B&W Challenge, Day One

So there's this meme going around where somebody challenges somebody else to post black and white pictures for seven days, no people, no words. Nobody challenged me (sniff) but I don't have any better ideas so I'm just gonna do it. 

We start in Citygarden with Tom Claasen's Two Rabbits. They look passive enough but those of us of a certain age cannot forget another apparently innocent bunny

I may have to hit the archives to finish this exercise but I'm interested in shooting some dead empty shopping malls on Thursday, Thanksgiving in the United States. 

Sunday, November 19, 2017

It Would Be An improvement

We took Ellie to STL's wonderful children's museum, The Magic House. (Yes, she is officially Madeleine but we all call her Ellie and I'm changing my usage.) I had not been there since our kids were young. It's been greatly expanded and improved. Ellie had a ball. 
There was an area devoted to American government. To my surprise, there was a mock-up of the Oval Office. The children could pretend to sit at the president's desk and Ellie took her turn. I think she was taking a call from Putin.

The Constitution requires that the president be at least 35 years of age. A video system lets the kids find out how long they have to wait. I hope it won't be nearly that long (months preferred to years) for a major improvement on the incumbent. 

Saturday, November 18, 2017

Times Square 2

The hordes. I don't think I've ever been there when it wasn't busy. And if you are a New Yorker, the sign in the first picture will resonate. 

Note Olivier in the right of the third picture.         

Friday, November 17, 2017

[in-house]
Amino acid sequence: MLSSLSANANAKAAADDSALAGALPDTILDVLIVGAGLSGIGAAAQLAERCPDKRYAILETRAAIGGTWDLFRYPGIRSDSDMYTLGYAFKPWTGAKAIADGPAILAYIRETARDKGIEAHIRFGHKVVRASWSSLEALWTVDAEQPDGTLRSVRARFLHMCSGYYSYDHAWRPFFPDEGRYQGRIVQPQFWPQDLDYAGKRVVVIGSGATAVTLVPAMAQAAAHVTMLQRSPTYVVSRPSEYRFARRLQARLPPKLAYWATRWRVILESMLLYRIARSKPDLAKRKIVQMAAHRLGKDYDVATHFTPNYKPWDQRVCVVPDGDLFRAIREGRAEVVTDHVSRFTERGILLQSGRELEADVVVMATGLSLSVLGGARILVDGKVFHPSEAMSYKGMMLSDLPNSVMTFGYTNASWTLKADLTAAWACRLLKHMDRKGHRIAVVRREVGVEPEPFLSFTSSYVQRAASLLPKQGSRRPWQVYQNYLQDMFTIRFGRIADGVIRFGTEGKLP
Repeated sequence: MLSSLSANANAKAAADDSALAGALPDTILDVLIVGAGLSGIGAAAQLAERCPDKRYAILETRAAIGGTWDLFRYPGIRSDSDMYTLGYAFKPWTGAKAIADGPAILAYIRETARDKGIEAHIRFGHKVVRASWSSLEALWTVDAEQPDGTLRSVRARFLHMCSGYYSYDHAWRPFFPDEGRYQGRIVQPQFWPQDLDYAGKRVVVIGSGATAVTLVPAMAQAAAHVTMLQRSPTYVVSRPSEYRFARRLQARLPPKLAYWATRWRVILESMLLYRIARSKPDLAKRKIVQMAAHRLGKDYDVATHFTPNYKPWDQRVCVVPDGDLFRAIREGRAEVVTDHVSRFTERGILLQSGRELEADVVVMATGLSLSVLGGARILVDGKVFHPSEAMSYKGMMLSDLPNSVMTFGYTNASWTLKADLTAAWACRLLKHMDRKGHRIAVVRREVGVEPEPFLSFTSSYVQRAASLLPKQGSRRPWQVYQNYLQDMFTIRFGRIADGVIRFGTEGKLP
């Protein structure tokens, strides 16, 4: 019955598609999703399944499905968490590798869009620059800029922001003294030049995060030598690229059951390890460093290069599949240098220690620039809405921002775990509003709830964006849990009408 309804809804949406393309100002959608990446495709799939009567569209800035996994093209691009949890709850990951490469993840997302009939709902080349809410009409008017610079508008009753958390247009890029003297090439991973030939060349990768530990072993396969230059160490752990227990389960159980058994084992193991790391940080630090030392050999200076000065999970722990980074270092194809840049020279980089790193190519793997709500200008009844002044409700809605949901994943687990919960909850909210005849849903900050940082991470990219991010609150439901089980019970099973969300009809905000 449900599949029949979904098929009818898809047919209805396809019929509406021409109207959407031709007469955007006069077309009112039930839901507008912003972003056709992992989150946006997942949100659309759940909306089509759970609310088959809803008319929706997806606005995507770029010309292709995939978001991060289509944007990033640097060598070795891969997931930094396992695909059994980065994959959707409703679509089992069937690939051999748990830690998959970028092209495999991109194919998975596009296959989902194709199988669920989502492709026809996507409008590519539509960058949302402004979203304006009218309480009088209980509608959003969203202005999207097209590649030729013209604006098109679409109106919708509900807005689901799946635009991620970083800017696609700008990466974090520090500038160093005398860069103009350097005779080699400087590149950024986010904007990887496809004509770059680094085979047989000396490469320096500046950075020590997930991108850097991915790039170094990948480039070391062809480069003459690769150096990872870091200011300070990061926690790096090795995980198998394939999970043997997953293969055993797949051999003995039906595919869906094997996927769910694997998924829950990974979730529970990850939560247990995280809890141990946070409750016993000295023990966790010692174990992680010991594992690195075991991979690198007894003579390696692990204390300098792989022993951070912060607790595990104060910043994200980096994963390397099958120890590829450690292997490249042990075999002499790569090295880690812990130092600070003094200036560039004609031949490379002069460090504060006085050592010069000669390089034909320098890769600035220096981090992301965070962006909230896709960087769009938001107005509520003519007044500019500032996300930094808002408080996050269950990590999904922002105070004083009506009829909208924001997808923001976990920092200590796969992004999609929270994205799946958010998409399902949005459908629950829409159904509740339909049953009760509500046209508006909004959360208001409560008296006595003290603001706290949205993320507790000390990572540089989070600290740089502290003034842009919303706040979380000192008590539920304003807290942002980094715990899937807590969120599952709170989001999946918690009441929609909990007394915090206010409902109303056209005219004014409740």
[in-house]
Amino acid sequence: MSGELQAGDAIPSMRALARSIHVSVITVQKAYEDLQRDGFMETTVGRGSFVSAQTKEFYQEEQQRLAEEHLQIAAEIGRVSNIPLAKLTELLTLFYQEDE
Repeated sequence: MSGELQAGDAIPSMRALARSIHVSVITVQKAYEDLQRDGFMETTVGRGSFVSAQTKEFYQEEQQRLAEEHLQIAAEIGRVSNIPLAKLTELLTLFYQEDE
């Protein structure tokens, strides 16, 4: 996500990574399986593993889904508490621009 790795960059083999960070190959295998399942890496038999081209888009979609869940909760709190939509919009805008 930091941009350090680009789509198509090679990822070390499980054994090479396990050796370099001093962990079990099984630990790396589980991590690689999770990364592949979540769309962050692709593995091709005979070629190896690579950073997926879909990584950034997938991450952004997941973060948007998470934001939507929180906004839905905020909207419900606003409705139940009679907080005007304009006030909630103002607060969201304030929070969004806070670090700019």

Times Square 1

Everyone has seen pictures of Times Square and many of us have walked through it. It used to be rather tawdry but the city cleaned it up, after a fashion. Now it's all megawatt advertising glitz and family friendly if your eyes aren't too sensitive. During my recent visit, many of the blinding signs were advertising movies. Incongruously, the display on Walgreens pharmacy was rotating beautiful black and white photos of African people. It was packed during a damp, chilly autumn evening.

Tomorrow, some of the people in the swirling scene.       

Thursday, November 16, 2017

9/11 Museum

Beneath the plaza of the World Trade Center is a museum about the devastating events of September 11, 2001, and the thousands of people who died that day. I've been there once before and I still find it a very difficult place. The horror and suffering it depicts are overwhelming, almost too much to bear for the living sixteen years later.

Olivier and I visited it on the last afternoon of our meet-up in New York. I took a lot of pictures on my first visit. but could not make more than a few this time. It was just too hard. As you descend the escalator into the cavernous space you are met with the sign in the first picture and wonder if it will literally be true. Just beyond is the mangled fire truck. The blue escalator in the last picture is the exit back upstairs. Stairway to heaven? The color could not have been accidental.     

Wednesday, November 15, 2017


One dictionary defines oculus as a circular or oval window or a circular opening at the top of a dome.  I do not know how this new building at the World Trade Center got its name.  It has ribs that flare in like a cathedral ceiling and then back out like wings. The general shape, seen from above, is something like a football; maybe sort of oval. The eye reference may be that it contains a major transit hub, completely reformed after the tragedy of September 11, 2001. Then throw in an upscale shopping mall (there are Apple, Kate Spade and Hugo Boss stores). The name doesn't exactly work, other than it is memorable.